FLORIA is due for release on March 7th, 2017 – but is available for pre-order now. So do pop over and grab yourself a copy.

Take advantage of pre-launch deals, contests and special offers, and sign-up to my monthly newsletter.

(All subscribers receive a free copy of my last release, A PASSION SO WILD, as a thank-you!)

 

 

 

 

 

 

Research for My Latest Series

For my latest series of contemporary romance books (The Levanté Sisters Series) I travelled into London to do some much needed research.

The beauty of living in Surrey, is that London is only a half-hour train ride away. It was a brisk, but sunny winter’s day as donned with my trusty Barbour jacket, I set off on the train to Waterloo station.

My talented and beautiful violin-playing heroine, illegitimate daughter of Dame Serena Levanté, arrives in London for her famous opera diva mother’s funeral. Reeling from her recent break-up and anxious about meeting her sisters for the first time, Donna feels lost and alone.

Enter the dashing hero – family solicitor, Greg – who takes the sad, but very lovely Donna under his wing and shows her around London. This is where the sparks first start to fly.

As I was writing this scene, it suddenly struck me that it had been a while since I’d been to the city, and even longer since I’d done the tourist thing.

I have to admit, there are few sights more wondrous than crossing Westminster Bridge on a bright winter’s day. The sun shone off Big Ben and coated the magnificent Houses of Parliament in a golden glow so bright it took my breath away. The ancient clock conveniently struck twelve o’clock as I made my way along the bank of a grey and restless river Thames. I stared up at it’s beautiful golden face, along with hundreds of other tourists, and listed, enchanted as it chimed twelve times. I got shivers as I thought about how this clock had been setting London’s time for centuries.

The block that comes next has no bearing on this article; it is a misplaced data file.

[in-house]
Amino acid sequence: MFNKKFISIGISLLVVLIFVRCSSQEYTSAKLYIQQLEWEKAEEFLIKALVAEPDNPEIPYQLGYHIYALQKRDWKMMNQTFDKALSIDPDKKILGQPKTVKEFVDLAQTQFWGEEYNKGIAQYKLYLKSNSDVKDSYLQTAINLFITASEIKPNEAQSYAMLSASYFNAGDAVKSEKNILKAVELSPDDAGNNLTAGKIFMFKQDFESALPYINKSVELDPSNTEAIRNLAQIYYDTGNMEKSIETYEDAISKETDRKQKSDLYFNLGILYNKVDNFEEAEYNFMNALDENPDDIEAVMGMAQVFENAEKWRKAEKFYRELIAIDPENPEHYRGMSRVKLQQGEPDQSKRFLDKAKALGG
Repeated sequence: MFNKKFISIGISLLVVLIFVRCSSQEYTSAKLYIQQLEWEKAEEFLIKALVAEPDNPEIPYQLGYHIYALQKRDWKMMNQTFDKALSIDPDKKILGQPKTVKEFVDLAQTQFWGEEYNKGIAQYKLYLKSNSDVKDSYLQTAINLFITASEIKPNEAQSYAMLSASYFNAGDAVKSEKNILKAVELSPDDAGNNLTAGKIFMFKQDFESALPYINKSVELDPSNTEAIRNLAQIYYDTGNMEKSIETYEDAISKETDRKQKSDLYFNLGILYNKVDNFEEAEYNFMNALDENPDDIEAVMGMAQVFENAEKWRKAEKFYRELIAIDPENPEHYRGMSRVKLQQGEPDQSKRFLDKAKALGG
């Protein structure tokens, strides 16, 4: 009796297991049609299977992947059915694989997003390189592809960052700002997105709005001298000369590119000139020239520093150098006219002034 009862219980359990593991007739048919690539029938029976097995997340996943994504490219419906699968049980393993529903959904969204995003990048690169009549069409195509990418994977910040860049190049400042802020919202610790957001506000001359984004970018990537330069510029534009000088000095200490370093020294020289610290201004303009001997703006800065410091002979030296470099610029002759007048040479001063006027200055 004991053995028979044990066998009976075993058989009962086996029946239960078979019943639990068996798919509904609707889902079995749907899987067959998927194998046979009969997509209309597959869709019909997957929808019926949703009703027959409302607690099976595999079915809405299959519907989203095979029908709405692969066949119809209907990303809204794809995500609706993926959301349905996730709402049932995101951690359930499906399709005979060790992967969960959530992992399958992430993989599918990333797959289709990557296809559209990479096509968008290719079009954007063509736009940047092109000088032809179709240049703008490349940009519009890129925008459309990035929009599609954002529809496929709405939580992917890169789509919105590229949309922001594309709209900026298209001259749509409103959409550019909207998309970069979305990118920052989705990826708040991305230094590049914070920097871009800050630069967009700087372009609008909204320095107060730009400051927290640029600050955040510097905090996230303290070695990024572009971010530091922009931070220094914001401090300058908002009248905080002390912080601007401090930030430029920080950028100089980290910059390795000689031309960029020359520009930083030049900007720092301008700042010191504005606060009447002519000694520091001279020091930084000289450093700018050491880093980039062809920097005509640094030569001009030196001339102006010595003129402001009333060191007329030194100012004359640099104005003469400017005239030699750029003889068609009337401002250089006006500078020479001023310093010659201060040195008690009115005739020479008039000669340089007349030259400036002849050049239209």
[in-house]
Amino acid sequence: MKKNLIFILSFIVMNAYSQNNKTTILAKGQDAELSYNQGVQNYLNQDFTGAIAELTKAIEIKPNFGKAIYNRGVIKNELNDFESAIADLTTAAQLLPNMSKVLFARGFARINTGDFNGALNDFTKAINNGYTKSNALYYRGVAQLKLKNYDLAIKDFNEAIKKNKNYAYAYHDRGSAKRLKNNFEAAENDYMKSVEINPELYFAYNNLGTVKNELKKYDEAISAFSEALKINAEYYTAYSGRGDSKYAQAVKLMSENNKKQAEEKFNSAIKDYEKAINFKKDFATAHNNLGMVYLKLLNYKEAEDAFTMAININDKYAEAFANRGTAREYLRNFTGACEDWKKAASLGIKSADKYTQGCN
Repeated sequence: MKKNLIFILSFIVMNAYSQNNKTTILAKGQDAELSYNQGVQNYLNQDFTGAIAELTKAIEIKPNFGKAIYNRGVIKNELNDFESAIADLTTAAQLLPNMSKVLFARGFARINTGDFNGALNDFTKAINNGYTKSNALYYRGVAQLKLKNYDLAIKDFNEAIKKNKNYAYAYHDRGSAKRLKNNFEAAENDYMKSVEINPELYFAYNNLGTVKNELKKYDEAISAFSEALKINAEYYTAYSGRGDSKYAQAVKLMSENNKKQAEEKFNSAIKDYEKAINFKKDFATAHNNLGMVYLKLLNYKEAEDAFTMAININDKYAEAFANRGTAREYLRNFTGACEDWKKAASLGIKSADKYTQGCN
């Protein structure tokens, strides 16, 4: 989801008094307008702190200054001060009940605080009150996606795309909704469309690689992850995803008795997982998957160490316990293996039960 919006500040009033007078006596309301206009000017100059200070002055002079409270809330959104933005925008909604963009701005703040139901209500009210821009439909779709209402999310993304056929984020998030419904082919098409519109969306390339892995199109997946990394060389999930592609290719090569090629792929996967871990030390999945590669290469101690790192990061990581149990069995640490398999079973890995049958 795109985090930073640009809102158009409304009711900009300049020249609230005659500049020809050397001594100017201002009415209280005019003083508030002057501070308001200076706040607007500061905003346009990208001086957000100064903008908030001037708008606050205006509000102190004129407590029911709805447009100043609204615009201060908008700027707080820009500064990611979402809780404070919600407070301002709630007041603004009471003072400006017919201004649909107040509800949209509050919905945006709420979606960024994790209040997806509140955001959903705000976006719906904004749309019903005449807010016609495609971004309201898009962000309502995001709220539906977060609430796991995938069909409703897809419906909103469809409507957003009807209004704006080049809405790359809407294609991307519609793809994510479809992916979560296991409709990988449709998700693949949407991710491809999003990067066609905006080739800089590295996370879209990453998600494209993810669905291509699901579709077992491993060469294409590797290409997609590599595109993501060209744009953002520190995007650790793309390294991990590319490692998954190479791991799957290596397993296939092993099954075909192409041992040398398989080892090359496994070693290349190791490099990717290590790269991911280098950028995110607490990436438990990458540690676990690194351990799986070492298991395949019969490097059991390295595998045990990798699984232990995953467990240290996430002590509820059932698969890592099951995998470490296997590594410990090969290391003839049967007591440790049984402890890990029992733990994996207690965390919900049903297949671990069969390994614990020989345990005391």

Westminster Bridge was typically lined with red London busses. It made a great photograph.

louisewestminster

After gazing in awe at the Houses of Parliament, and admiring the coats of arms on the cold, stone walls, ornate wrought-iron gates tinged with gold, and perfectly landscaped lawns, I walked up Birdcage Walk and through St. James park to Buckingham Palace. This is the route, I imagined, my hero would have taken with the woman who would become the love of his life by the end of the book.